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NCJ Number: 200064 Find in a Library
Title: Defining Religious Terrorism: A Causal and Anthological Profile
Journal: Studies in Conflict & Terrorism  Volume:26  Issue:2  Dated:March-April 2003  Pages:105-134
Author(s): Ayla Schbley
Date Published: March 2003
Page Count: 30
Type: Report (Study/Research)
Format: Article
Language: English
Country: United States of America
Annotation: This article proposes a unifying definition of religious terrorism that is useful for the global assessment and understanding of the phenomenon while being conducive to international military and law enforcement cooperation.
Abstract: The research underlying the formulation of the definition of religious terrorism has focused on illuminating some of the defining attributes of a Shi'i religious terrorist profile by triangulating a review of the literature, the analyses of 15 taped interviews with suicide bombers who have committed self-immolation, and the outcomes of the convergence of four research questions. The outcome of the research was the development of a profile of Lebanese Shi'i Muslim terrorists. Some 32 traits of such religious terrorists are outlined. The profile concludes that Shi'i religious terrorism is a method of forcefully communicating a perceived divine message/command, and Shi'i religious terrorism is performed by elements with strong ethno-religious identity. Most Shi'i terrorist cells are composed of four to eight members interconnected through cells' stem elements only. A Shi'i religious terrorist is recruited by and from the concentric circles of the family, friendship, or fellowship of its stem element, who is the first among equals. In most cases, cell members themselves choose the symbolic target for their terrorism in order to maintain cell security and operational integrity. The stem elements secure operational provisions, funds, and technical and intelligence support. Each cell member is under the constant observation of other cell members, in order to restrict and discourage unchaperoned contact with outsiders. This is done in order to sustain indoctrination and maintain commitment. Most religious terrorists who are not from poor families or refugee camps are the byproducts of the migration of middle/lower-middle class college-bound high achievers into economically stagnant urban slums. Shi'i religious terrorism is mostly executed to fulfill personal perceptions of salvation usually formed through the directives of charismatic religious leadership. Terrorism provides some Shi'i zealots with profound spiritual satisfaction and fulfillment. Such terrorism is perceived as a measurable indicator of dedication, the upper limit of which is the extent of their willingness to commit self-immolation. Disengaging characteristics and personality disorders, when aggravated by dogma-induced critical/psychotic depression, may be causal factors in the transition from zealotry to terrorism and self-immolation. Their killing of infidels has Allah's blessing and is not viewed in any way as being unethical or immoral, let alone criminal. This study is viewed by the author as an impetus for future theory-building research that can lead to a consensus in defining religious terrorism and a religious terrorist. 6 tables, 35 notes, 24 references and appended questionnaire used with fundamentalist Shi'i Muslims committed to self-immolation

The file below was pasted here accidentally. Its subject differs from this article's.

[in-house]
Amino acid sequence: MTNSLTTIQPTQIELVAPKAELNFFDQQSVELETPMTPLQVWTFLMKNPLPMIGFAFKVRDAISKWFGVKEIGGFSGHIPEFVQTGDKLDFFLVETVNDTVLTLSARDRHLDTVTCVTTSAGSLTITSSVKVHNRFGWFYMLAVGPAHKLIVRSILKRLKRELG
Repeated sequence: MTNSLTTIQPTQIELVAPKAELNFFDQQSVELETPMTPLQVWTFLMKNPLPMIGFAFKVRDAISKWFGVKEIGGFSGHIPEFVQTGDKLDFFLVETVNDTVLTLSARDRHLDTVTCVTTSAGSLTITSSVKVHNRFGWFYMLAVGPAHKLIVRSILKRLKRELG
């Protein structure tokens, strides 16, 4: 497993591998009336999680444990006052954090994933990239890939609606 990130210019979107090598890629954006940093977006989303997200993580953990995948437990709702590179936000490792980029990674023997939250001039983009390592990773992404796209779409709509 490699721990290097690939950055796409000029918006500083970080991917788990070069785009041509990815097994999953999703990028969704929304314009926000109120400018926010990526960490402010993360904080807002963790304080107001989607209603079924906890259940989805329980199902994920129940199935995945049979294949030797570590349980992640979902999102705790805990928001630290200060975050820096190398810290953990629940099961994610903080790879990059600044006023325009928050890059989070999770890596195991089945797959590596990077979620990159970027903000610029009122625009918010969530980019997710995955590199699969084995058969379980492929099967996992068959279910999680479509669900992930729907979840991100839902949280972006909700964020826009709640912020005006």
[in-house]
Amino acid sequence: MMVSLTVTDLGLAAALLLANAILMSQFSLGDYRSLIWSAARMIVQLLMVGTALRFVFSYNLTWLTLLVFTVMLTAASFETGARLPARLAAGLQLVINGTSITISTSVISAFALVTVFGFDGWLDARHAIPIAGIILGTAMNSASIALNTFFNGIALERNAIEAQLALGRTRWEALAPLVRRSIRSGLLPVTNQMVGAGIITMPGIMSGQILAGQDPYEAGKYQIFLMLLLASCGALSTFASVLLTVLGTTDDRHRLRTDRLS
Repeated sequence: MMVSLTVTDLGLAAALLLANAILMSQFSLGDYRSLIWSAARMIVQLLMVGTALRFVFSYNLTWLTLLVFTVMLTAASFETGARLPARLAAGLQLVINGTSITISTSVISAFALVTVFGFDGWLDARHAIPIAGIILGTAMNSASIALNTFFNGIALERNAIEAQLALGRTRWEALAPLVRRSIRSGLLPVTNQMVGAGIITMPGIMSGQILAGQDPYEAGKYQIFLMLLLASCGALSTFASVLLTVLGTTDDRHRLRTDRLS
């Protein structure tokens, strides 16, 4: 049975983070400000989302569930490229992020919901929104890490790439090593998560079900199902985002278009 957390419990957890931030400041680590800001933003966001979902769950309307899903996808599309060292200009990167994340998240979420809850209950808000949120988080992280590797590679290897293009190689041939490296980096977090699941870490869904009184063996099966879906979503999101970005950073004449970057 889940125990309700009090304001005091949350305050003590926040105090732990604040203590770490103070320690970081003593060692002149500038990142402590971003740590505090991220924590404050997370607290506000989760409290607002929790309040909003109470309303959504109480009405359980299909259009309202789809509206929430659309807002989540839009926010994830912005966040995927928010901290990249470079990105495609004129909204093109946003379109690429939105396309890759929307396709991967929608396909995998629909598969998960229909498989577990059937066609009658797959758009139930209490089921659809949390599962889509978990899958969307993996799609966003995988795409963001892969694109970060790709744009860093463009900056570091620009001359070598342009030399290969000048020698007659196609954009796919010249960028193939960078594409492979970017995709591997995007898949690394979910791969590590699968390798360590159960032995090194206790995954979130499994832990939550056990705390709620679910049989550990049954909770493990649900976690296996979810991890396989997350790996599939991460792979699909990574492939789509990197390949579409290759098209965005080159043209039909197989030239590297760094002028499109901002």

Main Term(s): Domestic Preparedness
Index Term(s): Arab terrorist groups; Islamic law; Lebanon; Religiously motivated violence; Terrorism causes; Terrorist ideologies; Terrorist profiles
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